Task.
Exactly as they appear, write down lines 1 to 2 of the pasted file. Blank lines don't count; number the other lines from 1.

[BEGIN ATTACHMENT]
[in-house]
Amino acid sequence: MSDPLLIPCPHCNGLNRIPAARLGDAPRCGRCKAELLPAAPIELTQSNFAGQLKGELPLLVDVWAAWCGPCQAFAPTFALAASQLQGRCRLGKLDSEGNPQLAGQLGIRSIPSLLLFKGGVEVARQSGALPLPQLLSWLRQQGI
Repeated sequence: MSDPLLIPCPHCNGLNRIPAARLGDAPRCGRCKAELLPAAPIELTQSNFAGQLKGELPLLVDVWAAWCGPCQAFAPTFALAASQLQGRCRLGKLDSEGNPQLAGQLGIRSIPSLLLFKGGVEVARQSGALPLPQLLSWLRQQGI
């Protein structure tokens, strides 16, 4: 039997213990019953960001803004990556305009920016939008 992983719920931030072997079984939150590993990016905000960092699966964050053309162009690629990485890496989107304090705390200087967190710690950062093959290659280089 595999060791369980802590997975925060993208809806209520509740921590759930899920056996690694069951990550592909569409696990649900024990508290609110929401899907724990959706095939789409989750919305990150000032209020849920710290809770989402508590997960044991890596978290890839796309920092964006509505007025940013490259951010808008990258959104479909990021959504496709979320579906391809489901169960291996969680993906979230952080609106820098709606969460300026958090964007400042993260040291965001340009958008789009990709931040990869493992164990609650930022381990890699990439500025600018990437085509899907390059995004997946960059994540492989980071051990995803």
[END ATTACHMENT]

[in-house]
Amino acid sequence: MSDPLLIPCPHCNGLNRIPAARLGDAPRCGRCKAELLPAAPIELTQSNFAGQLKGELPLLVDVWAAWCGPCQAFAPTFALAASQLQGRCRLGKLDSEGNPQLAGQLGIRSIPSLLLFKGGVEVARQSGALPLPQLLSWLRQQGI